A long line of actors have played the iconic detective Sherlock Holmes is an article written by Julie Washington, a reporter for the The Cleveland Plain Dealer that was published on December 20th. Here is the article in its entirety:
As the latest actor to play Sherlock Holmes on film, Robert Downey Jr kept the pipe, added bed head and lost the deerstalker hat.
Downey’s Holmes — whom audiences will meet when “Sherlock Holmes” opens in theaters Christmas Day, Dec. 25 — is a bare-knuckled brawler who keeps his rooms messy and likes to experiment on Watson’s (Jude Law) dog.
Since the silent film days, every actor to play the iconic detective has brought something new to the character. William Gillette, who played a silent-film version of the great detective, added the iconic pipe, deerstalker hat and the saying “Elementary, my dear Watson,” to the popular image of the character, said Wheeler Winston Dixon, Ryan professor of film studies at the University of Nebraska-Lincoln.
“Sherlock Holmes became a cinema icon almost as soon as the movies were up and projecting onto silver screen,” writes David Stuart Davies in his book “Starring Sherlock Holmes.”
The fraternity of actors who have brought Holmes to life on stage, television and movies includes well-known actors such as Basil Rathbone and Jeremy Brett, as well as a few surprising members like Charlton Heston, Larry Hagman and John Cleese.
As we prepare to meet a 21st century Holmes and Watson, here’s a sampling of actors who have taken us along on the chase, and some movies they appeared in:
This stage actor was among the first to become identified with the role. He appeared in the first production of the play “Sherlock Holmes” when it opened in New York in 1899 and appeared in the drama until his retirement in 1932. A silent film based on his play is recognized as one of the first Sherlock Holmes movies.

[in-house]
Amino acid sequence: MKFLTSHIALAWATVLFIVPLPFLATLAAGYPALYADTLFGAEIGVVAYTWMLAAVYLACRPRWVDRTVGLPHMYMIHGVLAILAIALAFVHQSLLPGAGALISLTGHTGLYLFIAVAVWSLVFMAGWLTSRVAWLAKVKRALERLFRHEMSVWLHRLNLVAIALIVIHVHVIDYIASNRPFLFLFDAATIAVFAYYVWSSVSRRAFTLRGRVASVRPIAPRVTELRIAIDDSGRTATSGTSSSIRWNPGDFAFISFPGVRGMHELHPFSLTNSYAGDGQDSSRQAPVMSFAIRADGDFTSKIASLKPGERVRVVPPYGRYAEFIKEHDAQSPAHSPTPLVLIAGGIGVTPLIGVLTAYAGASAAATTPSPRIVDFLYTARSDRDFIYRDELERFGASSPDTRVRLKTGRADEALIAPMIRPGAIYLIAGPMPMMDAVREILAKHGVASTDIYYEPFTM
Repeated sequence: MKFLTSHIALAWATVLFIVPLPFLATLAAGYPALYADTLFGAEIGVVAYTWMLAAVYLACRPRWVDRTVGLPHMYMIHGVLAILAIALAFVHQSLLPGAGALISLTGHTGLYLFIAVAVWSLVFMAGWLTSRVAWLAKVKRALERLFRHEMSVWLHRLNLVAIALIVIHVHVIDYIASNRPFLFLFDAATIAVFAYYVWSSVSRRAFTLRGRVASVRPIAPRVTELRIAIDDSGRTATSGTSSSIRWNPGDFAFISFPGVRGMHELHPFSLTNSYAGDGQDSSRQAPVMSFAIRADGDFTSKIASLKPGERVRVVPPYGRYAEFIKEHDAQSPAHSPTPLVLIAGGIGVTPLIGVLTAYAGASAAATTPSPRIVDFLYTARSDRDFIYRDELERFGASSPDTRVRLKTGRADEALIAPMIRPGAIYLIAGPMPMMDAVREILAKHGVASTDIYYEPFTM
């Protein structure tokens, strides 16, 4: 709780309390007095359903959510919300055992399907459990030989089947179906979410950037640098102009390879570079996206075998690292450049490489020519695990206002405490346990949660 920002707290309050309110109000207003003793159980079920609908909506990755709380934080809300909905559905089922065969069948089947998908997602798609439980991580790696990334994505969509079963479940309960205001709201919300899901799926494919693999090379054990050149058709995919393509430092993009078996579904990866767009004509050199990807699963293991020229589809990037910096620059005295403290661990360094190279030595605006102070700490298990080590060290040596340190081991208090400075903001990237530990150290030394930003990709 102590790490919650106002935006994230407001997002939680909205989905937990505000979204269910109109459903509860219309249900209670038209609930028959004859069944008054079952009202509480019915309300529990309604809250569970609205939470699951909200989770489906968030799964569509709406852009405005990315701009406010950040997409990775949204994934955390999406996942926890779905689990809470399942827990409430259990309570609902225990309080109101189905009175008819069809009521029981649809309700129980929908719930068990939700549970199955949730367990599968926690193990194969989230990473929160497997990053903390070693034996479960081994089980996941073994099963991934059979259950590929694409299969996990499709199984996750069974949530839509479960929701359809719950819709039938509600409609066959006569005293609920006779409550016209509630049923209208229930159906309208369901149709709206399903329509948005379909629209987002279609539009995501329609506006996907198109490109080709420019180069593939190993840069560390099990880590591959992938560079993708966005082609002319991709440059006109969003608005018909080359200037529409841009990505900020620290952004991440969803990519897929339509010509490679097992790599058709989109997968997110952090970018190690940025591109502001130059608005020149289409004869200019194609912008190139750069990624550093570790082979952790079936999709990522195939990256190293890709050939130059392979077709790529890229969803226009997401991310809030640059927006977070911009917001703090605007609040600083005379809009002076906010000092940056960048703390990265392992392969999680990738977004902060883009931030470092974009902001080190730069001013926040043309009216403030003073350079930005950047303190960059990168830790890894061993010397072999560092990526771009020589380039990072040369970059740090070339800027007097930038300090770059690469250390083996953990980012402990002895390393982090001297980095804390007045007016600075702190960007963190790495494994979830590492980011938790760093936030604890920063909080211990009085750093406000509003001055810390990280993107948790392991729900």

“There can be no doubt that Eille Norwood was the silent movies’ greatest Holmes,” writes Davies in “Starring Sherlock Holmes.”
“If only by the sheer volume of his output — starring in 47 titles in two years — he emerges as the champion,” Davies writes.
In the spotlight: “The Adventures of Sherlock Holmes” is a collection of 15 short films adapted from Doyle’s stories.
Basil Rathbone and Nigel Bruce
Rathbone and Bruce are the definitive Holmes and Watson for generations of movie-goers thanks to their series of Universal movies made during the 1930s and 1940s, Dixon said. It was a good pairing, with Rathbone’s classically trained, upper crust demeanor playing against Bruce’s not-too-bright Watson. “The two of them played off each other very well,” Dixon said.
Disney even tapped Rathbone to be Holmes’ voice in the animated movie “The Great Mouse Detective.”
In the spotlight: “The House of Fear” (Holmes investigates mutilated murder victims), and “Spider Woman” (Holmes fakes his own death to investigate a rash of suicides).
Peter Cushing: The Hammer horror film veteran played Holmes in British movies and a 1968 television series.